How do you do this one?

This is a discussion on How do you do this one? within the C++ Programming forums, part of the General Programming Boards category; !( ( 1 || 0 ) && 0 )...

  1. #1
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    How do you do this one?

    !( ( 1 || 0 ) && 0 )

  2. #2
    C++ Witch laserlight's Avatar
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    Treat 1 as true and 0 as false, then evaluate the boolean expression.
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  3. #3
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    yeh thats what i need help with lol. im doing the tutorial on c++ i got the other two down but this last one is tricking me.

  4. #4
    Registered User Codeplug's Avatar
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    Which part is tricking you?

    gg

  5. #5
    and the hat of wrongness Salem's Avatar
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    Do what with it?
    If you dance barefoot on the broken glass of undefined behaviour, you've got to expect the occasional cut.
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  6. #6
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    !( ( that part what do i do with the !

  7. #7
    C++ Witch laserlight's Avatar
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    The ! symbol means logical not.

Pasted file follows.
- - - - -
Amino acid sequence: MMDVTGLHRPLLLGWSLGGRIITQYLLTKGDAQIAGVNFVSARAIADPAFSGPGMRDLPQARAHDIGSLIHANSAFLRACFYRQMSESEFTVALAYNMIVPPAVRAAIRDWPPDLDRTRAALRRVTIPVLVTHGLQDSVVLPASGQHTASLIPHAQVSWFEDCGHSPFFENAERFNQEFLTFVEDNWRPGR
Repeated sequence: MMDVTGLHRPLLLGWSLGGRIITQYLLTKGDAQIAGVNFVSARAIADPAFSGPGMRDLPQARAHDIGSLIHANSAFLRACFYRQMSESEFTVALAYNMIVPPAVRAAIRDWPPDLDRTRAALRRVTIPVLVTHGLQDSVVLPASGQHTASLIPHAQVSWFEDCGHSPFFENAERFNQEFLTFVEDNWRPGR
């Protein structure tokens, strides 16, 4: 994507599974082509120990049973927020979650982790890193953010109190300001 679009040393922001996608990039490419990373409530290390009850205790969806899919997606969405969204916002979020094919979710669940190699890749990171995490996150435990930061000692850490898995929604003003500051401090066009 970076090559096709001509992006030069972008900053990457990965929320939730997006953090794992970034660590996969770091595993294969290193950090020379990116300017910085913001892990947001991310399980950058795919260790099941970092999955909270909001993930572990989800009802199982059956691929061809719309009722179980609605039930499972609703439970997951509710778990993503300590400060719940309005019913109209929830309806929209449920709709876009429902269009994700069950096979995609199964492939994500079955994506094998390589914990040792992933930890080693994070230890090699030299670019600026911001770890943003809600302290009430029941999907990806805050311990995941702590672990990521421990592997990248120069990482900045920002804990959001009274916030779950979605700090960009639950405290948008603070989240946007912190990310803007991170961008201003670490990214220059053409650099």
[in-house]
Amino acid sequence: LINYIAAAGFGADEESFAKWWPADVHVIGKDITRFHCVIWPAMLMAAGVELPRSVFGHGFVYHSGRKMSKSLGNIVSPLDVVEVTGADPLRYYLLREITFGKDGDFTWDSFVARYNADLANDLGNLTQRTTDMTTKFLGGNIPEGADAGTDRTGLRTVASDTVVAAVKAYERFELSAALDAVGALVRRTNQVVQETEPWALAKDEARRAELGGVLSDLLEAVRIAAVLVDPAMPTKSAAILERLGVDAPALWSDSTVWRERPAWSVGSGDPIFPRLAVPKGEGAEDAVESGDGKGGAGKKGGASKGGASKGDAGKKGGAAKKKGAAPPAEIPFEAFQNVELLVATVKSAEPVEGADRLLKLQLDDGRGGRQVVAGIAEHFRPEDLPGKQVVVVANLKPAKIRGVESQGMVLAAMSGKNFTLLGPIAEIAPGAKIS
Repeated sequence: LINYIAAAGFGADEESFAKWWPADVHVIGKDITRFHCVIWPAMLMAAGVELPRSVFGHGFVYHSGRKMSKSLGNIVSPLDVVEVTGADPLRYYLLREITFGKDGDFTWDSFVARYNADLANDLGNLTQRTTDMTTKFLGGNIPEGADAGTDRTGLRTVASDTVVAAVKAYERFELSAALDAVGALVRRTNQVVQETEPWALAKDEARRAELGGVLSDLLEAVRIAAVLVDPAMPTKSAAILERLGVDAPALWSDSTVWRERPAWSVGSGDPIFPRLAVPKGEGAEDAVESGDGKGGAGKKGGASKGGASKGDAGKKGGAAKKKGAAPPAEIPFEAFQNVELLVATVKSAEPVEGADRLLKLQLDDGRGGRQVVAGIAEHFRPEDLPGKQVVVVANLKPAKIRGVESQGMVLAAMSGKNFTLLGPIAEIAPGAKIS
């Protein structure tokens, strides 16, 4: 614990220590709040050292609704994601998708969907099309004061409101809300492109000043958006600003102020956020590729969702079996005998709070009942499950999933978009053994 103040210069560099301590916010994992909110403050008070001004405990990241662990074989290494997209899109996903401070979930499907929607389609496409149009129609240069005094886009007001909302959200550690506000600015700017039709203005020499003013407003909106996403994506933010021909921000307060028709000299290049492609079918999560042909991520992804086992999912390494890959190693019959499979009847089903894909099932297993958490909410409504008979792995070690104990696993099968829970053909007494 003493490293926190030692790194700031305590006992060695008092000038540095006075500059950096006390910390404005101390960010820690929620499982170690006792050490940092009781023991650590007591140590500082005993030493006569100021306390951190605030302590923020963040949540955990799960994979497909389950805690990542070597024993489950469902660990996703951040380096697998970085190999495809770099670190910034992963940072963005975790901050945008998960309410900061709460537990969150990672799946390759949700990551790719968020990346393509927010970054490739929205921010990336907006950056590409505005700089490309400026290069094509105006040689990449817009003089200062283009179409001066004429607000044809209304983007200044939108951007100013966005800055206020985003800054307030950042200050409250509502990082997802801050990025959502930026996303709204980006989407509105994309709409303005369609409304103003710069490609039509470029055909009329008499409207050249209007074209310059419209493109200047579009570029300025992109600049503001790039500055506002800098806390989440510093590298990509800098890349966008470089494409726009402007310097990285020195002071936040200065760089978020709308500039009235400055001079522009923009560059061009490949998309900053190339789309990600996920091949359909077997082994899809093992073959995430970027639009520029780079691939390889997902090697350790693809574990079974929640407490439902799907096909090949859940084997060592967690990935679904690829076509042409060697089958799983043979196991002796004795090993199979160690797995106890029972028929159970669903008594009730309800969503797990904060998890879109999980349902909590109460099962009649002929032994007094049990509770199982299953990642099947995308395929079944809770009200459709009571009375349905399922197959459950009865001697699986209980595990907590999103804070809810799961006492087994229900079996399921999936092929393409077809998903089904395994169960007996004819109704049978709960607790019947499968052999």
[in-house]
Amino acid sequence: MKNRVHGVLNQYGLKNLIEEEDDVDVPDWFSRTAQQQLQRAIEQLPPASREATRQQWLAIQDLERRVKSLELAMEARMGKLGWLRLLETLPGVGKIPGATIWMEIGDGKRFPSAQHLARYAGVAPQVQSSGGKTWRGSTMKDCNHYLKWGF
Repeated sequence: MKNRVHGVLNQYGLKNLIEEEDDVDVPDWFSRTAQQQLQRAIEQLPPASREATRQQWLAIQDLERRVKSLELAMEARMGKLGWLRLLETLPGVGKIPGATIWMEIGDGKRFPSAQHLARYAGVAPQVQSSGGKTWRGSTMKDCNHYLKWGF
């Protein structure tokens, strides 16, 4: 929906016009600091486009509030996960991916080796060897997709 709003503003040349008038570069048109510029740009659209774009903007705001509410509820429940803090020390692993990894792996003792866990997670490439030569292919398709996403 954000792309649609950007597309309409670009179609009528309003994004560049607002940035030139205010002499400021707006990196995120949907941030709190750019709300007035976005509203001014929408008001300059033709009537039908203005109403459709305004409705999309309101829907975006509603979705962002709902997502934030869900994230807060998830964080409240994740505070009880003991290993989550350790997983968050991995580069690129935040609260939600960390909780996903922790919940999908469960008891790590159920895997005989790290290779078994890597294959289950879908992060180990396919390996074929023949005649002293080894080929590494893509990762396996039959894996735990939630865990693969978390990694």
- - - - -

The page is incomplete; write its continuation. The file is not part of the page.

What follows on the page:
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    yes i know that much but im stuck figuring it out...can you just show me how you would go about doing it?

  9. #9
    C++ Witch laserlight's Avatar
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    Well, how would you evaluate (1 || 0)?
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  11. #11
    C++ Witch laserlight's Avatar
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    So far so good. So how would you evaluate (1 && 0)?
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  13. #13
    C++ Witch laserlight's Avatar
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    Excellent. Just evaluate !0 and your problem is solved.

    EDIT:
    Strictly speaking, the result of (1 || 0) is true, not 1, and the result of (true && 0) is false, not 0.
    Last edited by laserlight; 01-19-2008 at 12:57 AM.
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  14. #14
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    See i just didnt know the order of it all. Thanks alot!

  15. #15
    C++ Witch laserlight's Avatar
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    No problem. Actually, with all those parentheses to group subexpressions the order of evaluation is no different from the arithmetic you used since elementary/primary school.

    More tricky would be:
    Code:
    !( 1 || 0 && 0 )
    ... which evaluates to false instead.
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